Performers from the Yehudi Menuhin School are heading to Arundel Cathedral on November 10 at 7.30pm in support of the Chichester-based Sussex Snowdrop Trust. The trust provides nursing care at home for local children who have a life-threatening illness or who may be terminally ill.
Concert spokeswoman Lucy Ashworth said: “The school has produced amazing musicians such as Nigel Kennedy and Vanessa Mae as well BBC Young Musicians of the Year.
“The Yehudi Menuhin School near Guildford is one of the most prestigious music schools in the world for violinists. Only five per cent of applicants who apply for a place are accepted which indicates the very high standard of musicians who attend. The Yehudi Menuhin School is home to just over 80 young musicians from all over the world, aged between nine and 19. Becoming a professional musician is their aim, and one of the benefits to the community at large is their joy in giving performances in a wide variety of venues and situations.
“Concert programmes such as the one being presented in Arundel Cathedral are made up of repertoire which has reached a high level of performance in the weeks immediately preceding the event. Therefore we are not yet able to confirm the programme for November 10, except to say that it will probably include a sonata and almost definitely a showpiece or two. Many of the senior students are preparing for college auditions and so will have suitable repertoire to present to an audience at this time.
“The concert date is the day before the 100th anniversary of the signing of the armistice. The school’s founder, Yehudi Menuhin, famously visited the death camps at the end of the Second World War and played for the benefit of the survivors. Music is a source of solace, but also of hope, and it is to the future that our young musicians look when they play.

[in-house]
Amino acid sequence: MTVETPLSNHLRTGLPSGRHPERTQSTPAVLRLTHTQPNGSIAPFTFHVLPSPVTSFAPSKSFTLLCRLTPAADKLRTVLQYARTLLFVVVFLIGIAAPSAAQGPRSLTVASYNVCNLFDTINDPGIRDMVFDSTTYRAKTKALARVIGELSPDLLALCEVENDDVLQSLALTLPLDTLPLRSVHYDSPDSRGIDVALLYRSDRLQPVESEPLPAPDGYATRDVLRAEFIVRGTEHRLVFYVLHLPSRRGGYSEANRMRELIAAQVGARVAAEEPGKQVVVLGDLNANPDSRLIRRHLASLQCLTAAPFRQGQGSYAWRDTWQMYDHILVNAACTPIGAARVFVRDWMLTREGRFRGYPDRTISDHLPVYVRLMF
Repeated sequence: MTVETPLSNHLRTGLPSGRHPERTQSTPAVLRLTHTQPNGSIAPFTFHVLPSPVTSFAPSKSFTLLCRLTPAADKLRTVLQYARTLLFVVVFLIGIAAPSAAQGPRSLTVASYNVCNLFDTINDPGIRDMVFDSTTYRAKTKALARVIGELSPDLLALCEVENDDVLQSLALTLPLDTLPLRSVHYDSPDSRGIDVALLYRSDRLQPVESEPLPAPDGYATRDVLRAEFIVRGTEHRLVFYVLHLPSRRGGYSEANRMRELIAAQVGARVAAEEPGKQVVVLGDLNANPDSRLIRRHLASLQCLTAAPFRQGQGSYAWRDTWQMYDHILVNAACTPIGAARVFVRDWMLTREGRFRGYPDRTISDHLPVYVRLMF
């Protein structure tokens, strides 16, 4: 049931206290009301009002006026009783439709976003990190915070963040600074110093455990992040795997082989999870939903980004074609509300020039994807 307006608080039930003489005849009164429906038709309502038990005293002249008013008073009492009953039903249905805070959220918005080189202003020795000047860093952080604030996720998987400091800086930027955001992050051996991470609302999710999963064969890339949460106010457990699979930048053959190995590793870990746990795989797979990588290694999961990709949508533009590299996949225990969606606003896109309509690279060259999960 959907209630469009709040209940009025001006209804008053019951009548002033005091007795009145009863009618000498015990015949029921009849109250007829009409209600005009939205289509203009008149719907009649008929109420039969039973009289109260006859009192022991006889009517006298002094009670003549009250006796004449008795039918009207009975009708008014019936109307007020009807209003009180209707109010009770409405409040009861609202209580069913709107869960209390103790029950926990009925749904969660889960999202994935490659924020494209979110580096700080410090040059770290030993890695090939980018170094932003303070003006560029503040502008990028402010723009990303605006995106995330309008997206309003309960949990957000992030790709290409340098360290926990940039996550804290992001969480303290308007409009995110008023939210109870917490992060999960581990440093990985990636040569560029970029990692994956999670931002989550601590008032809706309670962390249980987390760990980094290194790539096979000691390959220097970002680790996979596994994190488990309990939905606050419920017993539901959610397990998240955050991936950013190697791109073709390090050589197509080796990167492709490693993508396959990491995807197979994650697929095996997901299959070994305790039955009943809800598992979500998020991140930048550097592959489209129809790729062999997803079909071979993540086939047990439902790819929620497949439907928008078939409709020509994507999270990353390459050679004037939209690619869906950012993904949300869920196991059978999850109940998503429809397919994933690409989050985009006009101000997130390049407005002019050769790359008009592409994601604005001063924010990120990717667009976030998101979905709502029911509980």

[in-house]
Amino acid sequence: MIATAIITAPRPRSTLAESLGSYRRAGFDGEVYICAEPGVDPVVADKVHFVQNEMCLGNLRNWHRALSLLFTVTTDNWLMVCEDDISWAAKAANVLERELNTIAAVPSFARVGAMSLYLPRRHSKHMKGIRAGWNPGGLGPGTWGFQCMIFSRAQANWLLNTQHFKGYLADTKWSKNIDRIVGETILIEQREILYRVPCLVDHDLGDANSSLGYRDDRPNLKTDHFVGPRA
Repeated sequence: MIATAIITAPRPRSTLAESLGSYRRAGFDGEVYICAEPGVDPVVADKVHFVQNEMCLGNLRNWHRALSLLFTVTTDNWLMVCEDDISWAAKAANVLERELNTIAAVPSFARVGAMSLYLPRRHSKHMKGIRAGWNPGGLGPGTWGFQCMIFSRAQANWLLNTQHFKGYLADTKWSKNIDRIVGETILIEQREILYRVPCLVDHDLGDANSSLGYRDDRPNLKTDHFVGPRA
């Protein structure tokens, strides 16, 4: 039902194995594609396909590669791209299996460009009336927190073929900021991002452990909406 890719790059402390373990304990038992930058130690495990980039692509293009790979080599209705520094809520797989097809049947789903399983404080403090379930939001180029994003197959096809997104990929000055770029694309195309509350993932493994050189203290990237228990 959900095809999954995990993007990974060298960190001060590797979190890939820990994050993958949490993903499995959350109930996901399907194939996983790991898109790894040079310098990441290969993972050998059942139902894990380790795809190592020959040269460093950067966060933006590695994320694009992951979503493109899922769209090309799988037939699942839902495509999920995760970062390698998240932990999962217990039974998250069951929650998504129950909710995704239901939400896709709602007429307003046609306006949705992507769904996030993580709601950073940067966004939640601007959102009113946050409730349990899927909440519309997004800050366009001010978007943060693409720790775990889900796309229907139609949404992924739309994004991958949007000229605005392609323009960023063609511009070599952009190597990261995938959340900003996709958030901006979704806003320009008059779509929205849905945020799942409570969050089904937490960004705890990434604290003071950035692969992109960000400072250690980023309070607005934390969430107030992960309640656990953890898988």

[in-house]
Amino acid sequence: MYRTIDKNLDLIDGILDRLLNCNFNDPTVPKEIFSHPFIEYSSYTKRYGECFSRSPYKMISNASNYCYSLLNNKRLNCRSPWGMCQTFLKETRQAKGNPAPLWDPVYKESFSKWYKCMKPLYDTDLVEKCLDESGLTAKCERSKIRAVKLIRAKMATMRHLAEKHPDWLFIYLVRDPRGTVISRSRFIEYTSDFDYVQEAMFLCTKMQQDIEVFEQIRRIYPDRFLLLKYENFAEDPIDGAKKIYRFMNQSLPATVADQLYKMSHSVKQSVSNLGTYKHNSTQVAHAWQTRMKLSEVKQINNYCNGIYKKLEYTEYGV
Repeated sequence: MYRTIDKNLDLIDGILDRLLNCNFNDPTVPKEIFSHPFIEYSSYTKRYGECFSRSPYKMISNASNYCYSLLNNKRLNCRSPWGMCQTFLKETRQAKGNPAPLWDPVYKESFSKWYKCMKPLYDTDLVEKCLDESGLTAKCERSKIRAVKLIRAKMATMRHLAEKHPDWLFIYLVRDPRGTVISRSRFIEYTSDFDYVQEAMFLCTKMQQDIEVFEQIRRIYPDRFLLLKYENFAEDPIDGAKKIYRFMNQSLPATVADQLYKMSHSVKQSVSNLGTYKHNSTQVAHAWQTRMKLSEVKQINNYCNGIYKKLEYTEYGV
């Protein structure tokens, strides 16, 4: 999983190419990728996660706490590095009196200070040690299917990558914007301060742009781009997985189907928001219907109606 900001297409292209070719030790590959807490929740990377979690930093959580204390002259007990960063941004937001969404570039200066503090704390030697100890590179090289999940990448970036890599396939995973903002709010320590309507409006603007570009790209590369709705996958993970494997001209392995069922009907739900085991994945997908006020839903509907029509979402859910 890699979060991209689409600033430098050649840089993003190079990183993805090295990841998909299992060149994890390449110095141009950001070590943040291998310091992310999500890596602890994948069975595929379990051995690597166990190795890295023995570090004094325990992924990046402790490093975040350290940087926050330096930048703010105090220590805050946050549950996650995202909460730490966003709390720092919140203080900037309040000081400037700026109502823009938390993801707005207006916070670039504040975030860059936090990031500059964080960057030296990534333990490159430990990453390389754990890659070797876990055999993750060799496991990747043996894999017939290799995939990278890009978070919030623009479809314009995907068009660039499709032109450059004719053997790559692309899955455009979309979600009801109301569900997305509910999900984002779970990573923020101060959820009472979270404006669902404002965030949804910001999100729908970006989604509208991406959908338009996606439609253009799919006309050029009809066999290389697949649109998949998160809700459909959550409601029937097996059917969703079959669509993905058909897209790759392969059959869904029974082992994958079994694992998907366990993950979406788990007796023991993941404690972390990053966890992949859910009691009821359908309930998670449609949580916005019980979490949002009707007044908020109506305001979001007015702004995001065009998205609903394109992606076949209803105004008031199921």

“Several years ago, students from the school gave an unforgettable performance at a charity concert for Snowdrop at the Chichester Festival Theatre. We are delighted to welcome them to Arundel for this concert. Please book early to avoid disappointment. Free entry for children aged nought to 16 years with a paying adult.”
In 1992, Dr Ann Wallace, consultant paediatrician for the Chichester area, and ward sister Beth Connolly, asked families of sick children what their needs were when they left hospital and returned home. They found that parents wanted to know more about their child’s illness, the prognosis, diagnosis and medication and the time to discuss all their concerns.
They also wanted to wanted to be shown how to care for their child eg feeding through a nasal gastric tube. Parents also needed financial help. Caring for a very sick child can put huge demands on resources, as invariably one parent will have to give up work. With no funds available to help these special families, in 1993 co-founders Kate Shaw, Diana Levantine and the late Frank Snell set up The Sussex Snowdrop Trust.